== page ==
The measurable outputs of the research may include but not limited to:

 

Related Research Topics

1. Demand Forecast Model:

Over the last few decades, traditional time series forecasting methods such as moving average, Holt-Winters methods, exponential smoothing, Box-Jenkins ARIMA model, Bayesian dynamic estimation, and multivariate regressions have been proposed and widely used for long-term supply chain demand planning. These methods are chosen because of their ability to model trend and seasonal fluctuations present in demand data.

 

Some machine learning techniques, including artificial neural networks and support vector machines, have been used to forecast demand in supply chain. However, how to improve the quality of long-term forecasts is still an outstanding question in both theoretical and industrial fields.

 

Companies have tried for years to optimize production and inventory deployment decisions through more effective forecasting of customer (retailer) and consumer (end-user) demand. Too often, though, the forecasting models they use have contributed to, rather than reduced, uncertainty. With the increasing complexity of demand drivers such as the timing and type of promotional activities employed, and competitors’ pricing moves, a robust and dynamic forecasting model is needed to incorporate a customized set of drivers and compensate for the additional volatility that these factors inject into the forecast. A better demand forecast model could be used to inform better production and inventory deployment decisions. It also enables the company to highlight the inefficiencies that behaviors bring to supply chain performance.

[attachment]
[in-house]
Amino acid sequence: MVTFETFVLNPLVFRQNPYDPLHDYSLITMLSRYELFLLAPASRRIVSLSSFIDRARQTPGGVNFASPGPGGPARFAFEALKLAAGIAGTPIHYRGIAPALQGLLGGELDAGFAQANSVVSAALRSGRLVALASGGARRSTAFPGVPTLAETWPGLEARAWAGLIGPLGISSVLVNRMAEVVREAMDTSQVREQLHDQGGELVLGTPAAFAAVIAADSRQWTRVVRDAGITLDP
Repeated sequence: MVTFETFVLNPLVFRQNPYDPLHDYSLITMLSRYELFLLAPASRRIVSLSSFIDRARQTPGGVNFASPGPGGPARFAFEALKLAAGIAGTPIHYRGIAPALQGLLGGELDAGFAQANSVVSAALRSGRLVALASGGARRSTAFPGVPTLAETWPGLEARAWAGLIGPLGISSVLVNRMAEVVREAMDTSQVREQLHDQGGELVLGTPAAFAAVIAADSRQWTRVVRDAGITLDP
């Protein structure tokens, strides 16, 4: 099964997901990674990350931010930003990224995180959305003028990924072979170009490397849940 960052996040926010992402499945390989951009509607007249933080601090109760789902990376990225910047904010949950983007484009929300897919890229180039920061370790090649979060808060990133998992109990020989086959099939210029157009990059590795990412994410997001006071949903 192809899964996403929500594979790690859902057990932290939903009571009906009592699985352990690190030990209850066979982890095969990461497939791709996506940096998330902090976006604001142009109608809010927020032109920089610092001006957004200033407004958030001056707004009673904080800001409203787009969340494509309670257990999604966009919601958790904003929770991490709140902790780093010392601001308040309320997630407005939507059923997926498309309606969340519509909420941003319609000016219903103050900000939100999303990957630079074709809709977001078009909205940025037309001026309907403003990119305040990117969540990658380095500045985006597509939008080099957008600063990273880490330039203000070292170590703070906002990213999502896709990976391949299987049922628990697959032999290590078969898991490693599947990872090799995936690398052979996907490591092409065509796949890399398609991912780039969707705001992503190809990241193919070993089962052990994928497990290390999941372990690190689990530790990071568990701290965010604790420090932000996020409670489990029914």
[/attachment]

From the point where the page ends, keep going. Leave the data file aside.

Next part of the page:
2. Inventory Optimization:

Since forecasting customer demand can be challenging, companies often add inventory to protect against inaccurate forecasts. Inventory planning is a critical aspect of enterprise- wide optimization. Inventories are used in production and logistic networks to coordinate supply cycles and to mitigate the risks associated with uncertainty. The optimal inventory policies for the most recurrent inventory management problems have been studied for decades. The importance of inventory management in industrial applications derives from the effect of stockouts in the levels of customer satisfaction and the impact of stock in the economic balance of companies. The potential savings from stockout prevention and inventory related cost offer a huge opportunity for optimization.